SIOUX FALLS, SD -
Things just got a lot tighter today for many families. A cut to the food stamp program means a family of four has $36 less to spend on food every month and an individual has $11 less per month. While that may not sound like a lot, it adds up to $16 billion less that Americans have to spend on food over the next three years. That will have an effect on the entire economy.
It's brisk business at the grocery store as people fill their carts. But a more than five percent cut to the food stamp program will mean less money at the checkout.
"I think anytime you take money like that out of the economy, there is going to be a ripple effect of some kind," Bob Trader of Hy-Vee Said.
A big ripple for the grocery store industry; some $16 billion over the next three years that won't be spent by low income shoppers on food. 13 percent of the population in South Dakota, or more than 104,000 people are on food stamps.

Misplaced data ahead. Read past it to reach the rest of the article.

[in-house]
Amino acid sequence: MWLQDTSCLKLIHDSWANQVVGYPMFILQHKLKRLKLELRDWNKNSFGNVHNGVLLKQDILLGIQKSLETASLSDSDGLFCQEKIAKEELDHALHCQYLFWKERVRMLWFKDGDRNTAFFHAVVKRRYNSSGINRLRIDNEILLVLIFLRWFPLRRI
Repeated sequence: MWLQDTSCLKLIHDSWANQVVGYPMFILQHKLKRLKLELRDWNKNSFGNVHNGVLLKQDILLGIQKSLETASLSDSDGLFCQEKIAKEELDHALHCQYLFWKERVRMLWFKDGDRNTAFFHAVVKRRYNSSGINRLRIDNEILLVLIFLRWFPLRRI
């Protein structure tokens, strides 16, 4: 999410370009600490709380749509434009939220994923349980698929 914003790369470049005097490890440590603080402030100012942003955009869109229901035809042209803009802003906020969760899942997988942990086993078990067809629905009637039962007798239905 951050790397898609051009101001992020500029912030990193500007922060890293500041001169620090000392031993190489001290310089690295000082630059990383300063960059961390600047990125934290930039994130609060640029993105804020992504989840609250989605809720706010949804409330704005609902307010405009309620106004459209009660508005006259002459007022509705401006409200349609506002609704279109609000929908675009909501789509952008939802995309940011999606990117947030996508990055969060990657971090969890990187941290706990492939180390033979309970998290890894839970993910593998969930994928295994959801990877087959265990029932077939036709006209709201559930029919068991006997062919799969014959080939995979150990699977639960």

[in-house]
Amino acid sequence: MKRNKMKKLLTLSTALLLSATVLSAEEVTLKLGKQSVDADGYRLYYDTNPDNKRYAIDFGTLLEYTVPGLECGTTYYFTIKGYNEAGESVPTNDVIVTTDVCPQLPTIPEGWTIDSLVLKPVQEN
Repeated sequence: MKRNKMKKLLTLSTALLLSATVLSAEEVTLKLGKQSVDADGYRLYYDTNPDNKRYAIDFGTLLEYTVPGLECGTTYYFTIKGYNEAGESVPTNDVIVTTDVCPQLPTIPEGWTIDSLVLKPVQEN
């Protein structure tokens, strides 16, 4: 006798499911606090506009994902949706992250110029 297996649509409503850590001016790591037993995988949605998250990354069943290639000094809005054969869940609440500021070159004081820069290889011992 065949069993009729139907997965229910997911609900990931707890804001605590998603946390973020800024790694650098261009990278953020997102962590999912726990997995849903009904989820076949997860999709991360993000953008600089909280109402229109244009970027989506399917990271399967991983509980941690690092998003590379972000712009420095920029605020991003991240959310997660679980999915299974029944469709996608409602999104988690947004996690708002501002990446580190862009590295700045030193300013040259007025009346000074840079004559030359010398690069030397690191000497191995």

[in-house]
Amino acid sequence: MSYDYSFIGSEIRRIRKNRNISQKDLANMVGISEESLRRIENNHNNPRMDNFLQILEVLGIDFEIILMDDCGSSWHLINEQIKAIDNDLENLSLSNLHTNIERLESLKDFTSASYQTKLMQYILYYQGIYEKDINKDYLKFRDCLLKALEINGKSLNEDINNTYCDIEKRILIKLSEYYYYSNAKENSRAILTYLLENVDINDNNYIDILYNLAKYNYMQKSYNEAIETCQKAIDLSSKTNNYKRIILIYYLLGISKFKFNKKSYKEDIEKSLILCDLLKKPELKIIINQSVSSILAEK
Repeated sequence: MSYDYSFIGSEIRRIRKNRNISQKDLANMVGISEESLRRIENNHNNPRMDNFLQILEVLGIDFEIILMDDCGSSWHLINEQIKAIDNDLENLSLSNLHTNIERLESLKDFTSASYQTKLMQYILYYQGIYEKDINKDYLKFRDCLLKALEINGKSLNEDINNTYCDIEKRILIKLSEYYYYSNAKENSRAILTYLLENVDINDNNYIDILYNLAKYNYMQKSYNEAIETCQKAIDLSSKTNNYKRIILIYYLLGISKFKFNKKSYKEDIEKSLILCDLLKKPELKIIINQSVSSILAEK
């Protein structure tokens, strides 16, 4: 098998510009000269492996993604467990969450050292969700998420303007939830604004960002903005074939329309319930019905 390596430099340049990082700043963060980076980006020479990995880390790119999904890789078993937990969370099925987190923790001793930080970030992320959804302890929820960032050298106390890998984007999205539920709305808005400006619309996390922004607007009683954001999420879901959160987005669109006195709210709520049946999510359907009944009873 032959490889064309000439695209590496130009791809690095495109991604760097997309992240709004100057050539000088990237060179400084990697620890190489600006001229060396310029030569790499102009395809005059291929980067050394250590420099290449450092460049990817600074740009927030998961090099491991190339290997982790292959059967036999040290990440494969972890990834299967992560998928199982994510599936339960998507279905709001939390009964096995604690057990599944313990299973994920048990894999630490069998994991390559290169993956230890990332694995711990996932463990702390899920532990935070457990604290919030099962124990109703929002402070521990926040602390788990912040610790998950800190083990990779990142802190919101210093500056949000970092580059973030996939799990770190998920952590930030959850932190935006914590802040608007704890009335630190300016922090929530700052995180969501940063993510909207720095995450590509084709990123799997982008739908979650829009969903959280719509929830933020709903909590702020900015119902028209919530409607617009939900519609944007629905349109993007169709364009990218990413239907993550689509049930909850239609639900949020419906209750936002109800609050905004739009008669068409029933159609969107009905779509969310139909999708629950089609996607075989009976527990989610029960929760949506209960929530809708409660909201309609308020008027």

The cut has some stores adjusting their sales forecasts for the remainder of the year.
"It is going to be funds missing out of the system, but there are also funds elsewhere that are coming into the system that will help alleviate some of that," Trader said.
Retailers are hoping that now that the price of gasoline, which eats up much of a family's budget, has dropped below $3 a gallon, which will free up more money to spend at the grocery store.
Retail giant Walmart has said its market share could actually rise as people with less to spend look for the lowest prices. But Hy-Vee says the grocery market is already very competitive.
"I think day in and day out, the grocery industry is battling for market share all the time," Trader said.
Hy-Vee plans to offer the services of its in-store dieticians who can help shoppers using food stamps find the most nutritional foods for the lowest price.
A bill from the House proposes to cut an additional $4 billion from the food stamp program under the farm bill.
The program costs $80 billion a year, which has more than doubled over the last five years.
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